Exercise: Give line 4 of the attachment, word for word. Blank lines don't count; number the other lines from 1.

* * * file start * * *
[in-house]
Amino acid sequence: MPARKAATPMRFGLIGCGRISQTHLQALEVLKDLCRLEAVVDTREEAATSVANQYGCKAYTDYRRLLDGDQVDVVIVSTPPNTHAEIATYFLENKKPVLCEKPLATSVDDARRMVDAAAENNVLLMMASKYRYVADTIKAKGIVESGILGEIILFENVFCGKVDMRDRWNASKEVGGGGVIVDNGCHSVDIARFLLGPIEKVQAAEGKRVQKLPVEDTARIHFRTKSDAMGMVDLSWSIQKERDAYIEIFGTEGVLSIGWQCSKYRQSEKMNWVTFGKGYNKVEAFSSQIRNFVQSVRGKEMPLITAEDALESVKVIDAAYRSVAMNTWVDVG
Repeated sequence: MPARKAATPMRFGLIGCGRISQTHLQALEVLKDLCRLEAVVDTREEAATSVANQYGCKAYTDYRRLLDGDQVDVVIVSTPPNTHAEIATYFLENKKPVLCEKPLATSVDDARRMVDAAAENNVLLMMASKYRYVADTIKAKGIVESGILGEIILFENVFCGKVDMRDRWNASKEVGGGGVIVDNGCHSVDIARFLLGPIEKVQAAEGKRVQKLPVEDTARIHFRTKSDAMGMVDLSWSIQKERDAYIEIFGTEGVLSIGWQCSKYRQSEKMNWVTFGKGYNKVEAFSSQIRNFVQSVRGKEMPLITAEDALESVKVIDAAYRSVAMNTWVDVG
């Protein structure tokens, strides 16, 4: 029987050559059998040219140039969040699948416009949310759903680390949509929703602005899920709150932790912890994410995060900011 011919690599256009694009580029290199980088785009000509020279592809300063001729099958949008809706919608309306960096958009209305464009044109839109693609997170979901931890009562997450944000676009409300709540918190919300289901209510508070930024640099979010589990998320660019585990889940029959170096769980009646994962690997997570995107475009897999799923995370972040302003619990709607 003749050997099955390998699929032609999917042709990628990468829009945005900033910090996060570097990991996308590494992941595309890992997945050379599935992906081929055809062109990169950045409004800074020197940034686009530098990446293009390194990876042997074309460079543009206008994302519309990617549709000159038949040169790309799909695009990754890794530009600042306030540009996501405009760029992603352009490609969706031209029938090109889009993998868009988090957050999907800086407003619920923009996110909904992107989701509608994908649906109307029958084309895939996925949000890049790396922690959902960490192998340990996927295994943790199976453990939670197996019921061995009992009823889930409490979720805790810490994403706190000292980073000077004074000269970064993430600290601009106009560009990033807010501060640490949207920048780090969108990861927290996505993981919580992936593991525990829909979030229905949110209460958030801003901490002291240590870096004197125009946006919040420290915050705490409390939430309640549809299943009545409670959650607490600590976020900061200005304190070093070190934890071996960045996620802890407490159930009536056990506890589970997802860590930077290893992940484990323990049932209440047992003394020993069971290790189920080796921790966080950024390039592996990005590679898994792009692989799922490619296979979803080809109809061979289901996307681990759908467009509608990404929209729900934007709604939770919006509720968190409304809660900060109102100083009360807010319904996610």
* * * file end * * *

């Protein structure tokens, strides 16, 4: 029987050559059998040219140039969040699948416009949310759903680390949509929703602005899920709150932790912890994410995060900011 011919690599256009694009580029290199980088785009000509020279592809300063001729099958949008809706919608309306960096958009209305464009044109839109693609997170979901931890009562997450944000676009409300709540918190919300289901209510508070930024640099979010589990998320660019585990889940029959170096769980009646994962690997997570995107475009897999799923995370972040302003619990709607 003749050997099955390998699929032609999917042709990628990468829009945005900033910090996060570097990991996308590494992941595309890992997945050379599935992906081929055809062109990169950045409004800074020197940034686009530098990446293009390194990876042997074309460079543009206008994302519309990617549709000159038949040169790309799909695009990754890794530009600042306030540009996501405009760029992603352009490609969706031209029938090109889009993998868009988090957050999907800086407003619920923009996110909904992107989701509608994908649906109307029958084309895939996925949000890049790396922690959902960490192998340990996927295994943790199976453990939670197996019921061995009992009823889930409490979720805790810490994403706190000292980073000077004074000269970064993430600290601009106009560009990033807010501060640490949207920048780090969108990861927290996505993981919580992936593991525990829909979030229905949110209460958030801003901490002291240590870096004197125009946006919040420290915050705490409390939430309640549809299943009545409670959650607490600590976020900061200005304190070093070190934890071996960045996620802890407490159930009536056990506890589970997802860590930077290893992940484990323990049932209440047992003394020993069971290790189920080796921790966080950024390039592996990005590679898994792009692989799922490619296979979803080809109809061979289901996307681990759908467009509608990404929209729900934007709604939770919006509720968190409304809660900060109102100083009360807010319904996610």